"Well-off mothers really are 'too posh to push'," the Mail Online reports after an Irish study found that mothers who use private healthcare services had twice the odds of having a planned caesarean section as women using state-funded care.
The study involved women in Ireland and not NHS patients. Ireland has a slightly different healthcare system where publically funded hospitals can also offer services to patients on a private basis on an 80:20 public-private ratio.
Researchers found that women who received private care were more likely to give birth by caesarean section and more likely to have an operative vaginal delivery, where a doctor uses forceps or a vacuum device to assist the delivery. The greatest difference was seen for planned caesarean sections.
It is unclear why women receiving private care had different modes of delivery to women receiving publically funded care. Interestingly, the women had the same doctors and midwives, so it would be expected that their care would be similar. It could be that any difference in their treatment was associated with the patients and not the health professionals.
Women on a private health plan tended to be older and of a higher socioeconomic status, which implies they were better educated. They therefore may have been more willing to agree to having a caesarean section if recommended to.
Reassuringly, outcomes for the baby around the time of birth were similar in the two groups.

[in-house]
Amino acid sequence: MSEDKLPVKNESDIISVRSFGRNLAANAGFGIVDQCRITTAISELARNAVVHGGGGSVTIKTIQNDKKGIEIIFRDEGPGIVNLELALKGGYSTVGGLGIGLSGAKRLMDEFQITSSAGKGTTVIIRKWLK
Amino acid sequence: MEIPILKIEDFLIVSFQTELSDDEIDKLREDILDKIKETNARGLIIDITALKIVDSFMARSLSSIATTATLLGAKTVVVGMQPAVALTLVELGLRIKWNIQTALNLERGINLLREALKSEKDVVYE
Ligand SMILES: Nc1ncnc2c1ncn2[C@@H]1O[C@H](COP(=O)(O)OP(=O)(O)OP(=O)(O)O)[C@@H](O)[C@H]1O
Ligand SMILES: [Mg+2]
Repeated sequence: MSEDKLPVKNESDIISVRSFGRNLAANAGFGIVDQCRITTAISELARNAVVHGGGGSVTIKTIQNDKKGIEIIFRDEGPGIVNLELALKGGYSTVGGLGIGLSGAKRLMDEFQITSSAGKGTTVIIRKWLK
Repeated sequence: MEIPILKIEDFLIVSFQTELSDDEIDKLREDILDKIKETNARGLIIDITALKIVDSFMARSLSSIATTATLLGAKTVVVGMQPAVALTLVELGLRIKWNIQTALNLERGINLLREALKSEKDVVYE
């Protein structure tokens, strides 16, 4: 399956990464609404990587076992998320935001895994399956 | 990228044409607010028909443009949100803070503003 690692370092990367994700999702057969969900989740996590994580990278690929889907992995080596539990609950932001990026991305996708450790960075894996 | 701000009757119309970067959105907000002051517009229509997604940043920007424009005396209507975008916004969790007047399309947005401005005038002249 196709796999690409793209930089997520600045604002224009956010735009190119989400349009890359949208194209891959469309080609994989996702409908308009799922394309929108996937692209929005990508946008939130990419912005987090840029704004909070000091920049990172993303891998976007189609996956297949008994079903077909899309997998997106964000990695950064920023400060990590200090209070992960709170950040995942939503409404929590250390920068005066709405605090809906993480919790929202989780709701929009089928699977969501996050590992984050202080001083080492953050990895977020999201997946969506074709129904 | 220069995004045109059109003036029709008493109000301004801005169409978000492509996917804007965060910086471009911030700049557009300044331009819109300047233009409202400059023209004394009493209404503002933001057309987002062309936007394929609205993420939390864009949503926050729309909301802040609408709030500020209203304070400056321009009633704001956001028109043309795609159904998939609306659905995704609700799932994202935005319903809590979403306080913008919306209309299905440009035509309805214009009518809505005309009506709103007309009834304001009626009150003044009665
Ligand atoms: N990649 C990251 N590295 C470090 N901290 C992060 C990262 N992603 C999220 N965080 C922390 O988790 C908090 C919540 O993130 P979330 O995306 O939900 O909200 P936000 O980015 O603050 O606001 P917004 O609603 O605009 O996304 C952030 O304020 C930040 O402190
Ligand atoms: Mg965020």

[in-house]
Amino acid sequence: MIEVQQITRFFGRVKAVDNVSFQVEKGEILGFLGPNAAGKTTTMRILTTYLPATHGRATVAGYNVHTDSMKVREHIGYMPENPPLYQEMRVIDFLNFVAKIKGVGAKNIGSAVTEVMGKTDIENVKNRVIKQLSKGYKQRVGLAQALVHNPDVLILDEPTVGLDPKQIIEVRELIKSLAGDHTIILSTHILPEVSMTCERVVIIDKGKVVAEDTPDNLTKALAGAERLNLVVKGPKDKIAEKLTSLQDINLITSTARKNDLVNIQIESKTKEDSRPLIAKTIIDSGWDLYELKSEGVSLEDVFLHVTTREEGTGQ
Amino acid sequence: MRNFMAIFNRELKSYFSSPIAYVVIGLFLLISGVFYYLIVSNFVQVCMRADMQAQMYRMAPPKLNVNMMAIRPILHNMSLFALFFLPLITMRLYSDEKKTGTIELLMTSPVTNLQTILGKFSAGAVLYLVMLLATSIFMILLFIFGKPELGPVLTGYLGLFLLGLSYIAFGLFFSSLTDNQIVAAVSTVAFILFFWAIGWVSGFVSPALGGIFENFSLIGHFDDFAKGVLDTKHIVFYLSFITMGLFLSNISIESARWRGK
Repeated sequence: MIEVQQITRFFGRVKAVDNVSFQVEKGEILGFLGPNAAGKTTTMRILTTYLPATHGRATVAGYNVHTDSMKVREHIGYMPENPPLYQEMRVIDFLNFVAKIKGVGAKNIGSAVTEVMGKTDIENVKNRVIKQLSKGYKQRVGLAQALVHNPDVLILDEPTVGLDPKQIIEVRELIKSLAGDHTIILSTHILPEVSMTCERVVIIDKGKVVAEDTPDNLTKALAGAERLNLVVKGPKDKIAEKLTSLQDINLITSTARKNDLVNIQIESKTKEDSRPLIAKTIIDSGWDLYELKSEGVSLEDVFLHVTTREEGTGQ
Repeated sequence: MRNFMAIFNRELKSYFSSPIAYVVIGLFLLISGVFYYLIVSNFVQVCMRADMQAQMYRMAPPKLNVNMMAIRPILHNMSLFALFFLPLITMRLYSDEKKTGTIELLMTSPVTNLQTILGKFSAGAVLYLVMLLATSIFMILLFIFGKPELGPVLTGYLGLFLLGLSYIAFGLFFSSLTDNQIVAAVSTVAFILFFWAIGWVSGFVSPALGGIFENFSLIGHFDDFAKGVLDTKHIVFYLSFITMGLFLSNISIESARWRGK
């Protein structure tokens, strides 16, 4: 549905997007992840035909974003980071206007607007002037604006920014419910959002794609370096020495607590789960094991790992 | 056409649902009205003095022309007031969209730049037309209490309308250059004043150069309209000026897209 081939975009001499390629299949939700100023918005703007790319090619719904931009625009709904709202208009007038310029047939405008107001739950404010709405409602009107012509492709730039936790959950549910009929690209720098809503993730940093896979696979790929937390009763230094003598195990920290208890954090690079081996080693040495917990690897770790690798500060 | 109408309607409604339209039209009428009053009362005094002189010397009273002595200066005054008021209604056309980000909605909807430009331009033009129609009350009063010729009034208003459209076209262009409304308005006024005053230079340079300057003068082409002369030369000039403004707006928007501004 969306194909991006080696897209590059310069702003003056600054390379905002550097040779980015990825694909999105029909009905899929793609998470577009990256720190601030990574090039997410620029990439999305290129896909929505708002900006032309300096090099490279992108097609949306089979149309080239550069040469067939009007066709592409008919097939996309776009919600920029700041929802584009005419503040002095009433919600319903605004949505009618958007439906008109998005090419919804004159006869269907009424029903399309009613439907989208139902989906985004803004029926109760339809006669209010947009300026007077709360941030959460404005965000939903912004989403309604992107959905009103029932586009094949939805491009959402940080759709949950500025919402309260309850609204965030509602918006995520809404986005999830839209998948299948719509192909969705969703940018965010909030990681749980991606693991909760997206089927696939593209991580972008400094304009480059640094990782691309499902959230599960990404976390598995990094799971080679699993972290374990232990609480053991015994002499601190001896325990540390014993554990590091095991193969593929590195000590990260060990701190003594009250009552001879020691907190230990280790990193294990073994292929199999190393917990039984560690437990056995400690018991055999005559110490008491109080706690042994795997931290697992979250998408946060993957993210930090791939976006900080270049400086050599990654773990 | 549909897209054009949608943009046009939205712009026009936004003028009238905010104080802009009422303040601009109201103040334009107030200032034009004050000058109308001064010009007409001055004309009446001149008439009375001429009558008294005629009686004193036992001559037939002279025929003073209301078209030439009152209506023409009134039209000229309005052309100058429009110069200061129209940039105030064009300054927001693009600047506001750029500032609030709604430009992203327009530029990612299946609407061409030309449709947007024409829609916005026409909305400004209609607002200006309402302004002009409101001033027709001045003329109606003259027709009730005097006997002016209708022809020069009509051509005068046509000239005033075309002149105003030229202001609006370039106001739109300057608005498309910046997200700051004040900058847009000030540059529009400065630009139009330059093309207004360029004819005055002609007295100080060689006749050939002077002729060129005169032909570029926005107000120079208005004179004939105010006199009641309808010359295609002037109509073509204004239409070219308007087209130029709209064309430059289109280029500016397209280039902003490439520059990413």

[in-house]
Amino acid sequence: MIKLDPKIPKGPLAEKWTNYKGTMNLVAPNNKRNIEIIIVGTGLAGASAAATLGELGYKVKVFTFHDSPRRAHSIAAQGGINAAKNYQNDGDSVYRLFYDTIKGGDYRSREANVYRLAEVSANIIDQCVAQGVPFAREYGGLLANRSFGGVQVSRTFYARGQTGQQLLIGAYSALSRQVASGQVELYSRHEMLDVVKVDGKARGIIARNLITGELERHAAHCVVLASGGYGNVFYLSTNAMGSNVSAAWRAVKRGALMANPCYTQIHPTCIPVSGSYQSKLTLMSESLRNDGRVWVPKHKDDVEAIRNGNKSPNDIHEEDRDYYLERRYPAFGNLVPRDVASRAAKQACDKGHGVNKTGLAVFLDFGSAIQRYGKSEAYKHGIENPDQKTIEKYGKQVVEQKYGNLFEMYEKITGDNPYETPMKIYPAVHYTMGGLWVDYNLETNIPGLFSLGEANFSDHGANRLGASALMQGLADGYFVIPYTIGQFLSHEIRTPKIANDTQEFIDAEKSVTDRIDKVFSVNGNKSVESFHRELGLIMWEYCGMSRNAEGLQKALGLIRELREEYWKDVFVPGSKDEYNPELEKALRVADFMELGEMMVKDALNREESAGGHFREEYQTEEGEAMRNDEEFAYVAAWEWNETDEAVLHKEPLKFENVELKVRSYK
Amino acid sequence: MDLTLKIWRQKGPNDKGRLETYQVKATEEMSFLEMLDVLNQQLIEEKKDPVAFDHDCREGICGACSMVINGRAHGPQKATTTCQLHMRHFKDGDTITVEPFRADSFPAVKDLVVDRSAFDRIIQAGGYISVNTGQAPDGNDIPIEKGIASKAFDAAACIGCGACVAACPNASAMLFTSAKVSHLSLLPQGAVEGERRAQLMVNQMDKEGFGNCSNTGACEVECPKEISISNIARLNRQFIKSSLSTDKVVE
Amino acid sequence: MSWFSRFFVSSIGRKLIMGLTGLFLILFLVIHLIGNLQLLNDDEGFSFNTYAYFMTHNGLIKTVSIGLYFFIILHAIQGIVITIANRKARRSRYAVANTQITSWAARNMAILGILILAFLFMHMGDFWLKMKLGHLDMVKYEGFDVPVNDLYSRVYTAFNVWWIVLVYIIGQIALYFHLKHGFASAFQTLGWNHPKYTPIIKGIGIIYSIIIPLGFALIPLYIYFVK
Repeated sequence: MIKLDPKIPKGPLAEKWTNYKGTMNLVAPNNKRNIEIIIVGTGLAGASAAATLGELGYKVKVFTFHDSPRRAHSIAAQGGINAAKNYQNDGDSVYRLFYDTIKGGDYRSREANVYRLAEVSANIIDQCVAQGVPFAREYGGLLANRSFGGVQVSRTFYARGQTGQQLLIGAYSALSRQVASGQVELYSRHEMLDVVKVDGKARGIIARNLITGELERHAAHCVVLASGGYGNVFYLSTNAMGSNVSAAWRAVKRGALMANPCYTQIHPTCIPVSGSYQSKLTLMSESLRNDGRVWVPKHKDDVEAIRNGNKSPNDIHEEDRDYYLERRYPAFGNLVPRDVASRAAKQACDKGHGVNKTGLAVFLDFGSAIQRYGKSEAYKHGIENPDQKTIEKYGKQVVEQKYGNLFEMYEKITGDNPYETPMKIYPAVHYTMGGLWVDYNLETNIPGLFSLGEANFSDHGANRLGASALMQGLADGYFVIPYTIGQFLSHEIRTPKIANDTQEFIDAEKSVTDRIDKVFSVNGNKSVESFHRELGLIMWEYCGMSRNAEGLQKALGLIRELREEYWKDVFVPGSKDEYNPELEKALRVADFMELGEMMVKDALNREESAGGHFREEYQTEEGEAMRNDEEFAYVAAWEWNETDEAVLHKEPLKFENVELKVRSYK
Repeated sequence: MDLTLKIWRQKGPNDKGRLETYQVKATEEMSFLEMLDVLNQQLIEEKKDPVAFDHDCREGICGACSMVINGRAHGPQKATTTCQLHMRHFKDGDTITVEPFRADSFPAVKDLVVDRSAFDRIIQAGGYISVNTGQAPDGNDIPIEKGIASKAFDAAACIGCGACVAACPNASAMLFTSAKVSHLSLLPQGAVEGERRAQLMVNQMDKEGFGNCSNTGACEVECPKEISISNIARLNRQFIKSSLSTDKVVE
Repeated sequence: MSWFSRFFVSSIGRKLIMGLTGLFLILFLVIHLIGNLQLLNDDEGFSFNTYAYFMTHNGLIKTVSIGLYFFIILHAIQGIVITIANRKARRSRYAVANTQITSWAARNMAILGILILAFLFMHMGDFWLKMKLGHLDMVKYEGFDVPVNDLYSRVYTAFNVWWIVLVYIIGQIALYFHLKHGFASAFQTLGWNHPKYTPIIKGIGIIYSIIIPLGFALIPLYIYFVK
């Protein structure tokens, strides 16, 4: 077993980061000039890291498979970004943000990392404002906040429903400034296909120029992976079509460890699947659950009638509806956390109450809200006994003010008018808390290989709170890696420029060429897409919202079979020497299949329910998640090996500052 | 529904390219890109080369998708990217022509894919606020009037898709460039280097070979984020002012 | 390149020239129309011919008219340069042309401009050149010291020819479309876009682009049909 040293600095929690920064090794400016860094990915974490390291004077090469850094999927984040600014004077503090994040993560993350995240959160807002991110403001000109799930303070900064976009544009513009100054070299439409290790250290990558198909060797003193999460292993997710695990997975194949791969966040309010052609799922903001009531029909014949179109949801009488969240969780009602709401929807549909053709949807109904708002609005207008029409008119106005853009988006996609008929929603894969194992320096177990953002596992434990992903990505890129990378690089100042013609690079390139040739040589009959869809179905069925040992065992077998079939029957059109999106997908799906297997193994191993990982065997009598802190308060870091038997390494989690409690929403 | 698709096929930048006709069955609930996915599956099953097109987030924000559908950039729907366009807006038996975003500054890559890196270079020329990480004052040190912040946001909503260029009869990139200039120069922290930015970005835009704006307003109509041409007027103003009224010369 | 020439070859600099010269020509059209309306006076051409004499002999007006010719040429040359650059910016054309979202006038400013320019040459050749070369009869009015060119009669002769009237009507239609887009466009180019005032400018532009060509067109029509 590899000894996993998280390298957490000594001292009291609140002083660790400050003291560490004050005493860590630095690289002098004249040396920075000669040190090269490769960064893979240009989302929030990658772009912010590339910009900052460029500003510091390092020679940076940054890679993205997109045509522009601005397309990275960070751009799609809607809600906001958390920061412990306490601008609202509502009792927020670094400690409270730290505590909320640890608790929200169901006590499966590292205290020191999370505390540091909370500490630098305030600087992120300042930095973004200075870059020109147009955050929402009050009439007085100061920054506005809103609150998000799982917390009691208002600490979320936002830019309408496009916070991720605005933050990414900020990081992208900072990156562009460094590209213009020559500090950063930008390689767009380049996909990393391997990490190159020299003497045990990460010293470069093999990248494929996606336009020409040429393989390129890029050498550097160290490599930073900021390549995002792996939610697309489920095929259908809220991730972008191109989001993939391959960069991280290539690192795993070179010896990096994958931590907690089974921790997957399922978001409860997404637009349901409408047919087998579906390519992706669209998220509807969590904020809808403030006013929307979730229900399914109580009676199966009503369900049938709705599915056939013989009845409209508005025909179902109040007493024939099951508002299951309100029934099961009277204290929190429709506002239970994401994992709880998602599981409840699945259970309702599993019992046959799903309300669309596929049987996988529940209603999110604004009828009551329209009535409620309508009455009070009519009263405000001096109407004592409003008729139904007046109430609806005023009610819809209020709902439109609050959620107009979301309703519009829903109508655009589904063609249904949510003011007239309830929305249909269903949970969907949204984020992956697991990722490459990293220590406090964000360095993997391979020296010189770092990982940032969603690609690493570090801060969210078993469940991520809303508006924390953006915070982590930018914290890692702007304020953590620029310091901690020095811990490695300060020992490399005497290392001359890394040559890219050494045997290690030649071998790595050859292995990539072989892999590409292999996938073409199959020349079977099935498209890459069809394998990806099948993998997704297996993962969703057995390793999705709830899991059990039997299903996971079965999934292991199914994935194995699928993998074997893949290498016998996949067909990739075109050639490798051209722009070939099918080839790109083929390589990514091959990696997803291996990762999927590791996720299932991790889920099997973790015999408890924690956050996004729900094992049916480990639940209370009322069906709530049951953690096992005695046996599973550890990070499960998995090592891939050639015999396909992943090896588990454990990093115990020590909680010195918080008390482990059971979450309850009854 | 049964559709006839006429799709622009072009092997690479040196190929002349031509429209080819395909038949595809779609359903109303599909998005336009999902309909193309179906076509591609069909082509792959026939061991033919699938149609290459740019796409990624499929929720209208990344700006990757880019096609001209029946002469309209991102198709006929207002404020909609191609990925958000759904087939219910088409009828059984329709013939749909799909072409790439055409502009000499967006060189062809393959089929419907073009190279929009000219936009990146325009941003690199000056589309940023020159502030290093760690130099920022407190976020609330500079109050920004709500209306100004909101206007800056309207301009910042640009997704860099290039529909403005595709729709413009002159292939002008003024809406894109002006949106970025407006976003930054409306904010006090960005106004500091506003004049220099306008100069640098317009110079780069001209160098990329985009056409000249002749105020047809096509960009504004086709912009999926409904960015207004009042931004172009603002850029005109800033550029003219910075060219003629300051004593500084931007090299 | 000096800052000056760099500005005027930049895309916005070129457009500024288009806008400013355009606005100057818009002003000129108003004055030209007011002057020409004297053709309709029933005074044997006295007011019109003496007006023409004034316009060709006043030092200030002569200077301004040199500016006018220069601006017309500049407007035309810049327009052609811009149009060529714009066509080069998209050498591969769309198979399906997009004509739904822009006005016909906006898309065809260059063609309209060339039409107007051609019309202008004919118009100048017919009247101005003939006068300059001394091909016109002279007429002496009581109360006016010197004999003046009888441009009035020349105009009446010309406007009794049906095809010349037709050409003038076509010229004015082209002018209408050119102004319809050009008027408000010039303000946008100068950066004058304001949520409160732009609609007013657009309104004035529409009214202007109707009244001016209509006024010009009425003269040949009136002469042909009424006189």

The study was carried out by researchers from Trinity College, University of Dublin and the Royal College of Surgeons in Ireland. The research was not funded by a specific funding agency.
The research was covered reasonably accurately by the UK media, but Mail Online's headline writers and ITV News got a little confused, describing this as a comparison between private and NHS patients.
This was a retrospective cohort study. It aimed to examine whether there was a link between how women gave birth and whether they were receiving private or public care in the same hospital in Ireland.
In Ireland publically funded hospitals are allowed to treat public and private patients at a ratio of 80:20. This is currently different from the situation in England. However, the NHS is in the process of introducing a system not dissimilar to the current Irish system, allowing up to 49% of hospital income to be generated from self-funded patients.
Cohort studies can provide valuable information, but cannot prove that public or private care was responsible for the differences seen in the mode of delivery, as there may be other differences that were not accounted for.
The researchers analysed 30,053 women who had given birth between 2008 and 2011. Women who had given birth to multiple babies (for example, twins) were not included. Women were divided based on whether they received private care (5,479 women) or public care (24,574 women).
The researchers looked at whether there was a link between the way women gave birth (spontaneous vaginal delivery, operative vaginal delivery, or planned or emergency caesarean section) and the type of care they received.
They adjusted for a number of factors that could explain any association seen (confounders), including: